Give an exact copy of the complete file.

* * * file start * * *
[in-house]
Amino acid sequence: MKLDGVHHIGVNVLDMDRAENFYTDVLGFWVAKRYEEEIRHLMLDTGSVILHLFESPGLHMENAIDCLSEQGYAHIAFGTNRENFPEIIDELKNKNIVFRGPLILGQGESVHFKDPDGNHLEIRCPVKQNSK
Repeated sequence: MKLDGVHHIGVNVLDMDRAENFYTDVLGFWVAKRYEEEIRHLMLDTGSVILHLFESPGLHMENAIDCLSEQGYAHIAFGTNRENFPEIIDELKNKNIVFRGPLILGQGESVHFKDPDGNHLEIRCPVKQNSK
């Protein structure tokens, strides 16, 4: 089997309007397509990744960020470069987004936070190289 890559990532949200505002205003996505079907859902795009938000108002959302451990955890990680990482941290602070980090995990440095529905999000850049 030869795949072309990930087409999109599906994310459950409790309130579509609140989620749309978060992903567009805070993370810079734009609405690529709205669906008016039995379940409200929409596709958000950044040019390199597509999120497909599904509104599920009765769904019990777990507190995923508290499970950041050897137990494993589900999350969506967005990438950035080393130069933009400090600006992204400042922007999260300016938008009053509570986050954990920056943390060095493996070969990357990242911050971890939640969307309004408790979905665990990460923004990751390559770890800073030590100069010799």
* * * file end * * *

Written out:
[in-house]
Amino acid sequence: MKLDGVHHIGVNVLDMDRAENFYTDVLGFWVAKRYEEEIRHLMLDTGSVILHLFESPGLHMENAIDCLSEQGYAHIAFGTNRENFPEIIDELKNKNIVFRGPLILGQGESVHFKDPDGNHLEIRCPVKQNSK
Repeated sequence: MKLDGVHHIGVNVLDMDRAENFYTDVLGFWVAKRYEEEIRHLMLDTGSVILHLFESPGLHMENAIDCLSEQGYAHIAFGTNRENFPEIIDELKNKNIVFRGPLILGQGESVHFKDPDGNHLEIRCPVKQNSK
């Protein structure tokens, strides 16, 4: 089997309007397509990744960020470069987004936070190289 890559990532949200505002205003996505079907859902795009938000108002959302451990955890990680990482941290602070980090995990440095529905999000850049 030869795949072309990930087409999109599906994310459950409790309130579509609140989620749309978060992903567009805070993370810079734009609405690529709205669906008016039995379940409200929409596709958000950044040019390199597509999120497909599904509104599920009765769904019990777990507190995923508290499970950041050897137990494993589900999350969506967005990438950035080393130069933009400090600006992204400042922007999260300016938008009053509570986050954990920056943390060095493996070969990357990242911050971890939640969307309004408790979905665990990460923004990751390559770890800073030590100069010799």